House banking chairman in talks to settle FDIC case

The chairman of the state House banking committee is negotiating a settlement with federal regulators over a lawsuit that followed the 2012 failure of a small South Georgia bank where he was a director.

State Rep. Greg Morris, R-Vidalia, served on the board of Montgomery Bank & Trust, a community bank in Ailey. Montgomery Bank was mortally wounded in a fraud scheme by a former preacher and investment adviser, Aubrey Lee Price, who made international headlines when he disappeared after admitting in faked suicide notes to ripping off clients and the bank.

The Federal Deposit Insurance Corp. sued Morris and 10 other Montgomery Bank insiders last July. It alleged gross negligence and breaches of fiduciary duty that allowed Price to defraud the bank of $14.7 million.

A filing in the case this month said the parties “have agreed to the form of a written settlement agreement.”

Patrick O’Connor, an attorney for Morris and nine other bank insiders, said “we are working to negotiate a resolution to the case based on economic factors.”

“Our clients, which are 10 of the 11 defendants, have consistently and adamantly denied any liability and any resolution will not include any admission of liability,” he said.

Court documents show a judge has given the parties in the case until June 3 to reach a deal. The settlement talks were first reported by the website Atlanta Unfiltered.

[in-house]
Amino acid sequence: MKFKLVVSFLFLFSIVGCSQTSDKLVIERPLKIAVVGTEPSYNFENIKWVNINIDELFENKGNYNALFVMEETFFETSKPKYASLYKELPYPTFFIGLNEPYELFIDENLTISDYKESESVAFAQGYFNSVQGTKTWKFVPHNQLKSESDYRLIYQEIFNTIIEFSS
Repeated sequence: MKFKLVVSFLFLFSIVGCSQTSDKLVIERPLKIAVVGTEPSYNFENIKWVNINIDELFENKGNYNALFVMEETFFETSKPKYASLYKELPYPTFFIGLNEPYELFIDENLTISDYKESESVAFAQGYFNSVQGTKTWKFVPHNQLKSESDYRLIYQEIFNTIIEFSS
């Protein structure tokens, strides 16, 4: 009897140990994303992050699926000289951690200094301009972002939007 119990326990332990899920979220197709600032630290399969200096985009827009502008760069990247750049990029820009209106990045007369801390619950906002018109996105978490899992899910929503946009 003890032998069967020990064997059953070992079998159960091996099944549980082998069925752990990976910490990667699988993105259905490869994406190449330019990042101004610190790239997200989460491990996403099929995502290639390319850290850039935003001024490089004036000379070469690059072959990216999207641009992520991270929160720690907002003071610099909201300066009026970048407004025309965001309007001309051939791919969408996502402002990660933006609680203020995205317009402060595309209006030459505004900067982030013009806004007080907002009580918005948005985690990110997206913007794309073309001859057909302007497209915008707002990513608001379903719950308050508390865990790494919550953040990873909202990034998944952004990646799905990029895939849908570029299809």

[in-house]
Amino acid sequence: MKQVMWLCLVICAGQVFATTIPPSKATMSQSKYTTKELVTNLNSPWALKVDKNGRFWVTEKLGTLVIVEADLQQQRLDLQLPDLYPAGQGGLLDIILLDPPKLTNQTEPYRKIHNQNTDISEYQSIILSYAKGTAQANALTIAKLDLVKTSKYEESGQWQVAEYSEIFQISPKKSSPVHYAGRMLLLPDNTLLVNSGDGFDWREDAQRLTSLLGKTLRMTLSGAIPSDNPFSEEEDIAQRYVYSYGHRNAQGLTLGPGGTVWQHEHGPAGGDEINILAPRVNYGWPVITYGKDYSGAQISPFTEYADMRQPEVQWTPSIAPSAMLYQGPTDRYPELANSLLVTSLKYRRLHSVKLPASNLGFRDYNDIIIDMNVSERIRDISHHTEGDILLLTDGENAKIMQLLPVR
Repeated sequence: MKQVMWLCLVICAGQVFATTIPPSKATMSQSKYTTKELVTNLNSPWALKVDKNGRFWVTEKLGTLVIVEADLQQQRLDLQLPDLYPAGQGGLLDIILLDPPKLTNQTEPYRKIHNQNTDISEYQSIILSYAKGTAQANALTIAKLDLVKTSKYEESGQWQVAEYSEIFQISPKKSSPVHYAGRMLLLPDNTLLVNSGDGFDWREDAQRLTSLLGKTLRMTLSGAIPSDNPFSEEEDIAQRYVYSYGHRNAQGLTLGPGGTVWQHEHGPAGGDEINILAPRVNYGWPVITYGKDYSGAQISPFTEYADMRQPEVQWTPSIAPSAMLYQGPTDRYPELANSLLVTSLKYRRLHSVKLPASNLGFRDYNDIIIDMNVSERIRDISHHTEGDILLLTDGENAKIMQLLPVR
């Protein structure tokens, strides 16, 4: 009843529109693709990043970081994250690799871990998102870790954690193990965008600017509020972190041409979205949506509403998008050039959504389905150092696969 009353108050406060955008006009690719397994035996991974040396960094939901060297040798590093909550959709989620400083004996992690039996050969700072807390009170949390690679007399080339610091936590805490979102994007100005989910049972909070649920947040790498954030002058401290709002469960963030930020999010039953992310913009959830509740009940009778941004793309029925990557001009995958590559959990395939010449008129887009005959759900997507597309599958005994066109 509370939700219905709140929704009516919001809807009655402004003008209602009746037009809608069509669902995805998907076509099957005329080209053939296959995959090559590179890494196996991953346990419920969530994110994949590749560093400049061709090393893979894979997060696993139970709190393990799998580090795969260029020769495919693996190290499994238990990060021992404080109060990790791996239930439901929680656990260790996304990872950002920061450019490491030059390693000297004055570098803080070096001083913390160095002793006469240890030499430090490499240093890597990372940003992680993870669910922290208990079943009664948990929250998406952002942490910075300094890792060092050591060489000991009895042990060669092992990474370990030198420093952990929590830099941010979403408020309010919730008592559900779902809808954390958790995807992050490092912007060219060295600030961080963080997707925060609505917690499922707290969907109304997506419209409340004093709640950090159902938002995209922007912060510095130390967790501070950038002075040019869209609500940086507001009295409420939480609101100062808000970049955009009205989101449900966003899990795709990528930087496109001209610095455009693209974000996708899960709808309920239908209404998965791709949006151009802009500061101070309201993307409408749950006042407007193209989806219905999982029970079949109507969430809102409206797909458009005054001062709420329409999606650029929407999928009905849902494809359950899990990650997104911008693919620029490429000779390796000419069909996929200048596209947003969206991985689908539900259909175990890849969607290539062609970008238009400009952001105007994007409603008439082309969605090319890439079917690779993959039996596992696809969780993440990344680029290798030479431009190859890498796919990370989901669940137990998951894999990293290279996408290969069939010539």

A message left with Morris, who faces opposition in Tuesday’s Republican primary, was not immediately returned.

Pete Robinson, a former chairman of the bank and a well-known lobbyist at the state Capitol, is among the defendants.

Another former Montgomery Bank director not involved in this litigation previously settled with the FDIC for $200,000, FDIC records show.

Georgia had more banks fail than any other state following the financial collapse. In the aftermath of many, the FDIC sued former bank directors and officers alleging reckless conduct and seeking to collect against liability insurance policies or against bank officials directly.

Morris’ one-time counterpart in the state Senate faced a similar lawsuit in a separate bank failure.

Jack Murphy, then a state senator from Cumming, was sued in 2011 by the FDIC just days after becoming that chamber’s banking chairman. Murphy and several other insiders of the failed Integrity Bank later settled with the FDIC.

Most of Georgia’s failed banks were small lenders swamped with residential or commercial development loans that soured when the economy collapsed.

Montgomery Bank was founded in 1926 in Ailey, about 170 miles southeast of Atlanta. The bank remained a slow-growing, but stable player in Montgomery and Toombs counties for much of its history. But a decision in the mid-2000s to expand to the Georgia coast proved disastrous.

The bank was one of the most troubled in the state and was under strict regulatory censure by regulators by late 2010, when Price led a group of investors to try to save it. Price and his investors raised about $10 million and locals in the area of Ailey raised another $4 million.

Price took a seat on the board following the investment, and prosecutors said he essentially engaged in day trading of the bank’s capital. He later disappeared, left faked suicide notes and was declared dead by a Florida judge.

Price was captured near Brunswick in late 2013, pleaded guilty to federal fraud charges and is serving a three-decade prison sentence.

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